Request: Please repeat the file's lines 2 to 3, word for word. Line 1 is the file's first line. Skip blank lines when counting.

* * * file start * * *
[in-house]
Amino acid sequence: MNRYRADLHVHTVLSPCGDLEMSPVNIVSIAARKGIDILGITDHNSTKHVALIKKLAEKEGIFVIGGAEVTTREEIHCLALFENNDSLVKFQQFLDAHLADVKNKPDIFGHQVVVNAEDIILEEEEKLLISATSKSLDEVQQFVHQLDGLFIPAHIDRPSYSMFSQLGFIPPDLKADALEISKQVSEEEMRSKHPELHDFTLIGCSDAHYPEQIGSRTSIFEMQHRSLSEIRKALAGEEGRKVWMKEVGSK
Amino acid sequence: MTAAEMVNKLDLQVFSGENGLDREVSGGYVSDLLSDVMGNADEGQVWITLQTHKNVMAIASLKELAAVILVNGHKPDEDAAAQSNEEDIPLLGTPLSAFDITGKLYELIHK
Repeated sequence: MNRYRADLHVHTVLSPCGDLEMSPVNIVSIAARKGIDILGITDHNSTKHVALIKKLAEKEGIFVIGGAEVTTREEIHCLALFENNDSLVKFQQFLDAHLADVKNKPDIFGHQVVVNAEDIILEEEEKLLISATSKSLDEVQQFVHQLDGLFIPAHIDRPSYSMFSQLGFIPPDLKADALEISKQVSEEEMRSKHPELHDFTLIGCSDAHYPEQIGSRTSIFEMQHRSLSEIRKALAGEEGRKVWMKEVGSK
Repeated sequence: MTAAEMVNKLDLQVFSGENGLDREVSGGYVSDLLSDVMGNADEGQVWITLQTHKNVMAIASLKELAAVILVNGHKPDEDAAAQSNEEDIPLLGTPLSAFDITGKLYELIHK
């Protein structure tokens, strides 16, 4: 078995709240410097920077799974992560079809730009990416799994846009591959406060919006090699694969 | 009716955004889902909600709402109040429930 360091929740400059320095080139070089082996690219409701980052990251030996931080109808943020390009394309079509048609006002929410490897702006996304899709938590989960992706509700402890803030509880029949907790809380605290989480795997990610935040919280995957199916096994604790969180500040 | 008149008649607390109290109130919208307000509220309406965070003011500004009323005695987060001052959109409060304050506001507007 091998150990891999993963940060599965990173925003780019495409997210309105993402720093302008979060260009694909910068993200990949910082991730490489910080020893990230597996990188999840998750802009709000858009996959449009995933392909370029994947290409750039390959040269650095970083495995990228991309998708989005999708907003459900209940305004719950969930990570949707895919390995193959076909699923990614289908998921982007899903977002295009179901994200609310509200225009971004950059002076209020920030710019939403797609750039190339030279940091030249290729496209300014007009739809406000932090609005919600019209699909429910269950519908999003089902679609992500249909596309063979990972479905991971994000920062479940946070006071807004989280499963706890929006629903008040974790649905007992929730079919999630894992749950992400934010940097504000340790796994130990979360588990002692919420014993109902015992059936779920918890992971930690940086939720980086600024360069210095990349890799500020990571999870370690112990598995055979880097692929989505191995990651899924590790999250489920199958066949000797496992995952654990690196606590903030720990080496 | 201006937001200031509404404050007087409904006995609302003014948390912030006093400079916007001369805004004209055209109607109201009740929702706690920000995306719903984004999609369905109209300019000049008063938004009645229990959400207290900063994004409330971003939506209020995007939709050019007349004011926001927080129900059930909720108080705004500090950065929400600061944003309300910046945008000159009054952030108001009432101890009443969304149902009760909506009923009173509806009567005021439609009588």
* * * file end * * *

Amino acid sequence: MNRYRADLHVHTVLSPCGDLEMSPVNIVSIAARKGIDILGITDHNSTKHVALIKKLAEKEGIFVIGGAEVTTREEIHCLALFENNDSLVKFQQFLDAHLADVKNKPDIFGHQVVVNAEDIILEEEEKLLISATSKSLDEVQQFVHQLDGLFIPAHIDRPSYSMFSQLGFIPPDLKADALEISKQVSEEEMRSKHPELHDFTLIGCSDAHYPEQIGSRTSIFEMQHRSLSEIRKALAGEEGRKVWMKEVGSK
Amino acid sequence: MTAAEMVNKLDLQVFSGENGLDREVSGGYVSDLLSDVMGNADEGQVWITLQTHKNVMAIASLKELAAVILVNGHKPDEDAAAQSNEEDIPLLGTPLSAFDITGKLYELIHK